Solar Orbiter got caught in a ‘huge’ solar ejection

Solar Orbiter was confronted with a coronal mass ejection, that is to say a powerful release of plasma. A phenomenon described as “enormous” by the European Space Agency. But fortunately, the probe has nothing.

The life of a space probe is not a long calm river. Especially when his mission brings him to approach a scientific target as agitated as the Sun. The European Space Agency (Esa) can testify to this: Solar Orbiter had quite an adventure at the beginning of September, fortunately without consequence. The machine was indeed confronted with the consequences of a solar ejection, which projected potentially destructive particles.

It is a coronal mass election that reached Solar Orbiter then that the craft was maneuvering around Venus — the probe uses this planet as a gravitational catapult, in order to relaunch itself towards the Sun. On this occasion, she took the opportunity to adjust her trajectory, so as to put herself in a better position to see the solar poles.

The sun. A sometimes tumultuous star. // Source : NASA/Goddard/SDO

Data shows increased radiation from ‘solar energetic particles’ », comment one of ESA’s official Twitter accounts. This coronal mass ejection is qualified as huge » by the European Space Agency, but fortunately Solar Orbiter was not affected. Thanks to its heat shield, described as ” ultra modern ».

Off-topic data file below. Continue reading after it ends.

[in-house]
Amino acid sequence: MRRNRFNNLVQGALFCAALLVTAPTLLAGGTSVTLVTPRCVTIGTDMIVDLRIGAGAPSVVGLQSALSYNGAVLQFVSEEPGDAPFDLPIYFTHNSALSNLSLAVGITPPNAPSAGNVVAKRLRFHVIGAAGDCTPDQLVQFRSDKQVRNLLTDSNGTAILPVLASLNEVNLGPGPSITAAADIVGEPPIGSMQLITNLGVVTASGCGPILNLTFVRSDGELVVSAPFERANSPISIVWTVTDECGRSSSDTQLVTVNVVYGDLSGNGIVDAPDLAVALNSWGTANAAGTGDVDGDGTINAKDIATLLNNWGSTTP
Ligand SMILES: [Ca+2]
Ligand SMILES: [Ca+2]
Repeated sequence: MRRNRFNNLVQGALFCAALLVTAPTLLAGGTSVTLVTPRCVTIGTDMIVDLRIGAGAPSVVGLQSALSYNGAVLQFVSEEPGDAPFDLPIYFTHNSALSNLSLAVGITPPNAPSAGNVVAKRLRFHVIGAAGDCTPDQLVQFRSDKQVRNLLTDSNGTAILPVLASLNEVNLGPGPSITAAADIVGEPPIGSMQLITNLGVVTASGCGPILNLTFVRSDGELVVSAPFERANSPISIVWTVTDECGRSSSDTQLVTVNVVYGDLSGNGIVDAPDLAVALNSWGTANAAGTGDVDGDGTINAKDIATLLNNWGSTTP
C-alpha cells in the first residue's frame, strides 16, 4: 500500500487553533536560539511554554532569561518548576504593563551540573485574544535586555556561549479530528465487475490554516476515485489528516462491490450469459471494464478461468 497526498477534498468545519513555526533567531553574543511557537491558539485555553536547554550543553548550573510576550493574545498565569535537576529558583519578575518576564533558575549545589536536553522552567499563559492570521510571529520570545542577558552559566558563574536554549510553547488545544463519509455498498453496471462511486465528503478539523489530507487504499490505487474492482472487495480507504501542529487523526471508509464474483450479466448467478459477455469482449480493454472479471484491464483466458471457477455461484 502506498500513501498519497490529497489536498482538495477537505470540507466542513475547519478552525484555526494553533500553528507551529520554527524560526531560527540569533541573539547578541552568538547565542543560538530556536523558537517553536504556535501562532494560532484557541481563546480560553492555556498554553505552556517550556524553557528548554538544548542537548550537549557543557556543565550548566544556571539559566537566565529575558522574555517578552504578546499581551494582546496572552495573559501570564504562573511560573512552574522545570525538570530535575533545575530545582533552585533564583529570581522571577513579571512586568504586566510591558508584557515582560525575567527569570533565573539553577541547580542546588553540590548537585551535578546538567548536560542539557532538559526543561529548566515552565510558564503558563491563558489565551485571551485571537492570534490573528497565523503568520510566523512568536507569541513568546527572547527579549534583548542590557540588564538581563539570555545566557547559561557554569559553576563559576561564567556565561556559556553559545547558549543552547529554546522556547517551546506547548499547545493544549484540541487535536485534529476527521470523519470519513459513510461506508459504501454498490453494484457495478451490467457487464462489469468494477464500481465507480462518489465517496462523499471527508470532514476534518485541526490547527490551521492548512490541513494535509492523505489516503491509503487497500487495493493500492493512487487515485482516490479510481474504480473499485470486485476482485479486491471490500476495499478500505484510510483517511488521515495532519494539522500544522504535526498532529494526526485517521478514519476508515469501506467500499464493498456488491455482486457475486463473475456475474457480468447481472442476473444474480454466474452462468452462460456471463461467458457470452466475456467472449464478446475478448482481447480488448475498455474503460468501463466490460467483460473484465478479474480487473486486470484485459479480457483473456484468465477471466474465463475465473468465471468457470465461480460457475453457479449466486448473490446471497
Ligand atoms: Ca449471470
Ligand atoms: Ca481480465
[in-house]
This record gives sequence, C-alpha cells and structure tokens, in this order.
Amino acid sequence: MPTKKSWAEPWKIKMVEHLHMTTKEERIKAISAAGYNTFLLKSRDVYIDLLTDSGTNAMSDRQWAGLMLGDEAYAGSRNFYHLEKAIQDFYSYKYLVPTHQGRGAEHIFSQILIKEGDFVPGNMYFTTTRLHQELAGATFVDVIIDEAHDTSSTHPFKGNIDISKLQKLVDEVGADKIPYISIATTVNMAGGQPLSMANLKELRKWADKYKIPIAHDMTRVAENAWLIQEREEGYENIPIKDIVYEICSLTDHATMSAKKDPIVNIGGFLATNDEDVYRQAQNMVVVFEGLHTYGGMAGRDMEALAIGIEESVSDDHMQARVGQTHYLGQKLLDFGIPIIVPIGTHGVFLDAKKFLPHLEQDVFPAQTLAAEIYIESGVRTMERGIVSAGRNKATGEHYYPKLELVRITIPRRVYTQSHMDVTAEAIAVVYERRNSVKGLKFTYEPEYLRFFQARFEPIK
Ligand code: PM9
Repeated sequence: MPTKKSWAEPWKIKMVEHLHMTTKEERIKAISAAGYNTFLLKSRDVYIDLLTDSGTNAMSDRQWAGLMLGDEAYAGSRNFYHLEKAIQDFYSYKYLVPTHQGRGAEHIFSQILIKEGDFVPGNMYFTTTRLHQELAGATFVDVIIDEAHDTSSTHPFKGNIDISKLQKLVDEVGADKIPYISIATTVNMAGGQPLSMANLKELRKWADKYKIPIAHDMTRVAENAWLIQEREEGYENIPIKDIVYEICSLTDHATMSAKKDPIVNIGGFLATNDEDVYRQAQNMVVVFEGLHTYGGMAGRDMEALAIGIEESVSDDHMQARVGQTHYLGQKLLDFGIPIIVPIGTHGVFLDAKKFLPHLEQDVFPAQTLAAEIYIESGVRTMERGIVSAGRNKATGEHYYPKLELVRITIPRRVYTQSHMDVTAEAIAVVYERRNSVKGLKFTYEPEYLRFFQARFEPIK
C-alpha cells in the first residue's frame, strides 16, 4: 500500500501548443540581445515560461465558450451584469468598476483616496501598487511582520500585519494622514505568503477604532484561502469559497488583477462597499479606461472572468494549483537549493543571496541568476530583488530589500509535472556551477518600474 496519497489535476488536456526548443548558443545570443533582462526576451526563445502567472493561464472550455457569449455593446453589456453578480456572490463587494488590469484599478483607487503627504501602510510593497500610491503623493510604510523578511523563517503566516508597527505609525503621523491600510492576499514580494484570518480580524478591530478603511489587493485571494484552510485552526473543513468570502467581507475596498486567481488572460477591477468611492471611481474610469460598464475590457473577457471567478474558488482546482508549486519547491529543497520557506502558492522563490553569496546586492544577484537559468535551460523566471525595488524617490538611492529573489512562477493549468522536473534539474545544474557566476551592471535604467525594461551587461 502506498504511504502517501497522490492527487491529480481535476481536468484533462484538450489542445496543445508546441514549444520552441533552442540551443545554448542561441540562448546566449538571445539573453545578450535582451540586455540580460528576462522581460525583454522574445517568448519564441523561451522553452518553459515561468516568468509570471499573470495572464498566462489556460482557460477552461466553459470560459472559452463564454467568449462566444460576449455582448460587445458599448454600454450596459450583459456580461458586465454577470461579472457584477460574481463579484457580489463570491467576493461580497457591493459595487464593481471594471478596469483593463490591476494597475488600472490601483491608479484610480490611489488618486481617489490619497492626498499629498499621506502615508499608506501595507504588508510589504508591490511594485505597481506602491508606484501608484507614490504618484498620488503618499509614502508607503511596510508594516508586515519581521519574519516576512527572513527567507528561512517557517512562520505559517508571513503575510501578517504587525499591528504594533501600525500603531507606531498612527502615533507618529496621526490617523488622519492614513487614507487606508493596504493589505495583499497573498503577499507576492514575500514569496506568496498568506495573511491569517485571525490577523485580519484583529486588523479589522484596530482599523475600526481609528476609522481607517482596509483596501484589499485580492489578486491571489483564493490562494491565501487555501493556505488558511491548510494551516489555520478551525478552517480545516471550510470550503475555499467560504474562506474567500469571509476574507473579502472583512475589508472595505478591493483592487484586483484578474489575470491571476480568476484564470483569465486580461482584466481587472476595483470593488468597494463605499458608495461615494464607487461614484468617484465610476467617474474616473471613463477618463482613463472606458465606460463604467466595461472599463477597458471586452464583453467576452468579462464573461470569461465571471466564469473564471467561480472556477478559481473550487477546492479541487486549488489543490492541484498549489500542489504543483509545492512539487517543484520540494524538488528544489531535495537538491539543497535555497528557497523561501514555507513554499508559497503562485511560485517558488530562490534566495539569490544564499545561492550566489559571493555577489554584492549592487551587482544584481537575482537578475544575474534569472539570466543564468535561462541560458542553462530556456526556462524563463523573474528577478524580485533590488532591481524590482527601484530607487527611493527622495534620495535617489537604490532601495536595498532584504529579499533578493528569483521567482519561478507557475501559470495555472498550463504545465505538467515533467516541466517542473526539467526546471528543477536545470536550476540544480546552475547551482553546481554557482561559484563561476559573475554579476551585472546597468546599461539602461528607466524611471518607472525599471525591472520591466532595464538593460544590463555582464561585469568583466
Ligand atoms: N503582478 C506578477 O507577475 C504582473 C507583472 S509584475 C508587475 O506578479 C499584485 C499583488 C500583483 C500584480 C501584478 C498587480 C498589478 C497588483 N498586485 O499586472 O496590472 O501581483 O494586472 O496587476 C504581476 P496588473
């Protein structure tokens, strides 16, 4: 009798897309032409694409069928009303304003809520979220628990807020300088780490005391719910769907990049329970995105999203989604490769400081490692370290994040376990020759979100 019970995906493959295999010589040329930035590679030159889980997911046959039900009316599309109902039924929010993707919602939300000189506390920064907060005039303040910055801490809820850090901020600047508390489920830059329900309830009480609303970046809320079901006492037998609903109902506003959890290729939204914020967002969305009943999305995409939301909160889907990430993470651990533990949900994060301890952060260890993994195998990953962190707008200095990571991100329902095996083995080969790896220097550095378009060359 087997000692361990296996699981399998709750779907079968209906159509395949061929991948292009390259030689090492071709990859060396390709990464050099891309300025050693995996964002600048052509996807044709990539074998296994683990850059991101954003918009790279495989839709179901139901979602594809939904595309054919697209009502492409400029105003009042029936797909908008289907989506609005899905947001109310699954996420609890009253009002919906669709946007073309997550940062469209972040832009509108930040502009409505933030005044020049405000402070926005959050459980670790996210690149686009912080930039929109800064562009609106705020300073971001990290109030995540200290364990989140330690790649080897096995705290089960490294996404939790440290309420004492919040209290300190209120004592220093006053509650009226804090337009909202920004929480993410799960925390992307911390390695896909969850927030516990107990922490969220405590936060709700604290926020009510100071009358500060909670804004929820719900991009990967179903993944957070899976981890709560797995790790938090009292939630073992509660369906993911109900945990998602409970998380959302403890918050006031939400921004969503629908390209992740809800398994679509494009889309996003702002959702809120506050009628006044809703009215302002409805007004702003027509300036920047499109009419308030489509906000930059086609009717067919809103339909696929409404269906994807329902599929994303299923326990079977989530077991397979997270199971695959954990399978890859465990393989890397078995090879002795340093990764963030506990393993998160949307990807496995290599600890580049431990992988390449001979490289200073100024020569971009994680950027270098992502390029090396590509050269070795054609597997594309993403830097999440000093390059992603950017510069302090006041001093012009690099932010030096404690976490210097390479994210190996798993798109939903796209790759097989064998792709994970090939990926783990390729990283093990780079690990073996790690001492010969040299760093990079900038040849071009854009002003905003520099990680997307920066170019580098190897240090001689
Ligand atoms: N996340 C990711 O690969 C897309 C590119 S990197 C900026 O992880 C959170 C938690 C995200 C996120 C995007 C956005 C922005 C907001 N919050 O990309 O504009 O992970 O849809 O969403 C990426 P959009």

This protection allows Solar Orbiter to isolate its scientific instruments from the most violent upheavals of the Sun. In addition, specifies the Esa, some electronics were off during the approach of Venus, in order to protect them from the sunlight reflected by the surface of the planet – a temporary deactivation, perhaps saving him from possible disappointments.

Coronal mass ejections are among the Sun’s most powerful phenomena. They can affect the entire solar system, remind the agency. A visualization shared on September 5 shows this flare hitting Venus and, in passing, Solar Orbiter. This animation is based on data from the Solar Dynamics Observatory (SDO).

Sometimes threatening phenomena for activity on Earth

Coronal mass ejections are not to be taken lightly. Directed towards the Earth, they can give rise to magnetic storms and affect the activity in the atmosphere, even on Earth. SpaceX could say a word about it: the company lost no less than 40 satellites earlier this year due to a magnetic storm. And at the same time millions of dollars.

Other consequences can be attached to these convulsions. There may be communication problems with the satellites – this can be disabling for those who rely on GPS or Galileo. Electronic components can be damaged. The density of the atmosphere can change and disrupt the orbit of satellites.

On Earth, direct risks are averted thanks to the magnetic field, notes the CNRS. The problems are indirect, for those who rely on satellites. In the case of the strongest eruptions, astronauts can also be exposed. Just like people on board an airplane. We understand the interest of closely monitoring solar activity.

Coronal mass ejections are not always linked to a solar flare. This is a plasma projection (flow of ions and electrons). They are monitored by various instruments and probes. In addition to Solar Orbiter, we should mention the SoHo mission (Solar and Heliospheric Observatory), a joint project between ESA and its American counterpart, NASA. She also captured the phenomenon too.

All about the star of the solar system, the Sun

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